Warm Southern Breeze

"… there is no such thing as nothing."

“Paid for by Donald J. Trump for President, Inc.”

Posted by Warm Southern Breeze on Thursday, August 15, 2019

Self dealing.

You’d think it was a crime, eh?

But, did you know that it is NOT illegal to shift campaign money into your private account?

Actually, directly, it is.

On their website, the Federal Election Commission states in part that, “Using campaign funds for personal use is prohibited.” (https://www.fec.gov/help-candidates-and-committees/making-disbursements/personal-use/)

They state further that, “Commission regulations provide a test, called the “irrespective test,” to differentiate legitimate campaign and officeholder expenses from personal expenses. Under the “irrespective test,” personal use is any use of funds in a campaign account of a candidate (or former candidate) to fulfill a commitment, obligation or expense of any person that would exist irrespective of the candidate’s campaign or responsibilities as a federal officeholder.”

But indirectly?

That’s a horse of an entirely different color.

In the white-collar criminal underground, that’s called “money laundering,” which is the practice of shifting money through legitimate business enterprises in order to make it appear as if the money was obtained legitimately.

And that is but one reason why the FBI encourages accounting majors in university to consider joining their service – because scouring the financial books of businesses and other entities takes a well-trained eye to discern criminal wrong-doing.

On June 16, 2015, Donald Trump stood in Trump Tower, New York City, and said, “I’m using my own money. I’m not using the lobbyists. I’m not using donors. I don’t care. I’m really rich.” (https://www.cbsnews.com/news/transcript-donald-trump-announces-his-presidential-candidacy/)

With that remark in part, he announced his candidacy to be the GOP’s nominee for President.

Of note, that was also when he’d made his now-infamous remark that, “When Mexico sends its people, they’re not sending their best. They’re not sending you. They’re not sending you. They’re sending people that have lots of problems, and they’re bringing those problems with us. They’re bringing drugs. They’re bringing crime. They’re rapists. And some, I assume, are good people. But I speak to border guards and they tell us what we’re getting. And it only makes common sense. It only makes common sense. They’re sending us not the right people. It’s coming from more than Mexico. It’s coming from all over South and Latin America, and it’s coming probably — probably — from the Middle East. But we don’t know. Because we have no protection and we have no competence, we don’t know what’s happening. And it’s got to stop and it’s got to stop fast.”

But earlier – 5 years earlier, in fact – he’d said to Fortune magazine in April 3, 2000, that, “It’s very possible that I could be the first presidential candidate to run and make money on it.” (https://fortune.com/2000/04/03/what-does-donald-trump-really-want/)

In December 2018, Forbes magazine reported that from April 2015 to June 2016, he spent $50M for his campaign, but since the following month, July 2016, donors’ money has been deflected into his own holdings, while he has put nothing into it. (https://www.forbes.com/sites/danalexander/2018/12/06/how-donald-trump-shifted-11m-of-campaign-donor-money-into-his-business/)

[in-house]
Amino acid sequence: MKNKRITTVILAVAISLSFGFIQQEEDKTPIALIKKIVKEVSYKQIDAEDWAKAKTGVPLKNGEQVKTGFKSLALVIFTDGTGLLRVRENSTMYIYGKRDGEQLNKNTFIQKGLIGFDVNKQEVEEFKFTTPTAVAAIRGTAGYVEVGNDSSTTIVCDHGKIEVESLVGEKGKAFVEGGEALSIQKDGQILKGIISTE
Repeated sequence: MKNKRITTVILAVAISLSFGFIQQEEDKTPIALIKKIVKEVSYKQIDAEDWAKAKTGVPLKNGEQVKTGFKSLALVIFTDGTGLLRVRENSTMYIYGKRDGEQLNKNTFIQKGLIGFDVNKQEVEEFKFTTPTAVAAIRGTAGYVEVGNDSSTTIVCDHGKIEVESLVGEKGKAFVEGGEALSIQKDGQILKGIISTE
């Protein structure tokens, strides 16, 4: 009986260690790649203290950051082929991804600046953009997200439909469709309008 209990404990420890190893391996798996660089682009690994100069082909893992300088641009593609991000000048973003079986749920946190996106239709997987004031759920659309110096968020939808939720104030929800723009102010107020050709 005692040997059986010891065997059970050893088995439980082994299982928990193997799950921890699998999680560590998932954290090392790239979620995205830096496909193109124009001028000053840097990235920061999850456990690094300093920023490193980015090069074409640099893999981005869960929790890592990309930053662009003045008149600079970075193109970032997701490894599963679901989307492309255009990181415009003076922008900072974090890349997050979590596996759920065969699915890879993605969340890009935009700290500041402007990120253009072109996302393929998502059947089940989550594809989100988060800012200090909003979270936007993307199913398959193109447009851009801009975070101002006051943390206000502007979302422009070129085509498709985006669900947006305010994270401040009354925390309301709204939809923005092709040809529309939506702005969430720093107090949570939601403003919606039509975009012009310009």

A mere three months later, in March 2019, Forbes reported that “Donald Trump has charged his own reelection campaign $1.3 million for rent, food, lodging and other expenses since taking office, according to a Forbes analysis of the latest campaign filings.” (https://www.forbes.com/sites/danalexander/2019/03/20/trump-has-now-shifted-13m-of-campaign-donor-money-into-his-business/)

In that same Forbes report, they also noted that “although outsiders have contributed more than $50 million to the campaign, the billionaire president hasn’t handed over any of his own cash. The net effect: $1.3 million of donor money has turned into $1.3 million of Trump money.”

Following his election, the Trump campaign spent over $800,000 with Trump Tower Commercial LLC, which is the holding company in which Donald Trump controls his stake in the Trump Tower on Fifth Avenue in New York City.

That holding firm also received $225,000 from the Republican National Committee, ostensibly for rent associated with the campaign.

As well, his campaign paid $54,000 – also ostensibly for rent – to the same holding company, Trump Plaza LLC, which also controls a property nearby with two brownstone apartment buildings.

Further, for $60,000 of campaign money, his campaign is renting something (though it’s not clear exactly what) from Trump Restaurants LLC, which is associated with Trump Tower – and the myriad pages of disclaimers found on Trump Tower’s website for Trump Restaurants LLC. (https://www.trumptowerny.com/terms-of-service)

The net effect, is that over $1,000,000 has flowed into Trump’s pocketbook.

Former Federal Election Commissioner Ann Ravel said, “This is extremely unusual. There is always a concern when you’re looking at expenditures as to whether those expenditures are being used for personal use, for personal purposes, because that’s illegal. And there is, in my opinion, a fine line here with so much money being utilized for economic benefit for the candidate himself.”

All this sounds very suspicious, especially given that on the day of his announcement of candidacy, he also said that, “I don’t need anybody’s money. It’s nice. I don’t need anybody’s money.”

But the largest clue comes from smallest print on a poster adjacent a Trump Ice Cream Parlor kiosk near Trump Grill:

“Paid for by Donald J. Trump for President, Inc.”

The official name of his campaign committee.


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